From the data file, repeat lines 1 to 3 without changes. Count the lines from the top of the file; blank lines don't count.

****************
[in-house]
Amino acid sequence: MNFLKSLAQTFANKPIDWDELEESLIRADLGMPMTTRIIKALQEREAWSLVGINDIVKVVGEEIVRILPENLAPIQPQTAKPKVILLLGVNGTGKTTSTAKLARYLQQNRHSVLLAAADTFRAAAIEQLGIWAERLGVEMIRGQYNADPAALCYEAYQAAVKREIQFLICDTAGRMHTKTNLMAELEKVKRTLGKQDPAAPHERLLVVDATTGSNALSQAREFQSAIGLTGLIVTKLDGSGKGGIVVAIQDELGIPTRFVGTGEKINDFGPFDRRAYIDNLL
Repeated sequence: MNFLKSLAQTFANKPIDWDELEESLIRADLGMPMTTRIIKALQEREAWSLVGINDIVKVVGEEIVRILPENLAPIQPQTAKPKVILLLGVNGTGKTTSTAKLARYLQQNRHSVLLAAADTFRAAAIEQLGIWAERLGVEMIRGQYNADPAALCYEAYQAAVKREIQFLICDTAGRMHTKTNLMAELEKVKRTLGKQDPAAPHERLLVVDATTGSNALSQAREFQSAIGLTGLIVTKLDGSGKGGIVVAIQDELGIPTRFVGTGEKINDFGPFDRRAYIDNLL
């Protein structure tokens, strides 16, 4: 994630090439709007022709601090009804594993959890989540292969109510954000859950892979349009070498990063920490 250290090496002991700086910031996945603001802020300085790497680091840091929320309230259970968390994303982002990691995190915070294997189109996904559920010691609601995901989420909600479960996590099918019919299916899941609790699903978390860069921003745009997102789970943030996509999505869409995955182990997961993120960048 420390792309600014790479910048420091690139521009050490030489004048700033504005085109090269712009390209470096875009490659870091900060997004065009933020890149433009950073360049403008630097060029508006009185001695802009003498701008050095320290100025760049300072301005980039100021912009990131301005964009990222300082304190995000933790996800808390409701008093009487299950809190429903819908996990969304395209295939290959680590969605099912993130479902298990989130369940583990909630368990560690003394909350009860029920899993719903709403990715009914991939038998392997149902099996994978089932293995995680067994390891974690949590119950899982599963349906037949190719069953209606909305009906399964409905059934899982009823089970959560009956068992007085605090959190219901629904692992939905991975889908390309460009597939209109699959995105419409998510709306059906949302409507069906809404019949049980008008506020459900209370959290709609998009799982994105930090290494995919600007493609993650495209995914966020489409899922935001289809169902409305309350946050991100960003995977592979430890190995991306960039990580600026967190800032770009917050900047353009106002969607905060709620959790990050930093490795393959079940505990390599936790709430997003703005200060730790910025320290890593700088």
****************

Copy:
[in-house]
Amino acid sequence: MNFLKSLAQTFANKPIDWDELEESLIRADLGMPMTTRIIKALQEREAWSLVGINDIVKVVGEEIVRILPENLAPIQPQTAKPKVILLLGVNGTGKTTSTAKLARYLQQNRHSVLLAAADTFRAAAIEQLGIWAERLGVEMIRGQYNADPAALCYEAYQAAVKREIQFLICDTAGRMHTKTNLMAELEKVKRTLGKQDPAAPHERLLVVDATTGSNALSQAREFQSAIGLTGLIVTKLDGSGKGGIVVAIQDELGIPTRFVGTGEKINDFGPFDRRAYIDNLL
Repeated sequence: MNFLKSLAQTFANKPIDWDELEESLIRADLGMPMTTRIIKALQEREAWSLVGINDIVKVVGEEIVRILPENLAPIQPQTAKPKVILLLGVNGTGKTTSTAKLARYLQQNRHSVLLAAADTFRAAAIEQLGIWAERLGVEMIRGQYNADPAALCYEAYQAAVKREIQFLICDTAGRMHTKTNLMAELEKVKRTLGKQDPAAPHERLLVVDATTGSNALSQAREFQSAIGLTGLIVTKLDGSGKGGIVVAIQDELGIPTRFVGTGEKINDFGPFDRRAYIDNLL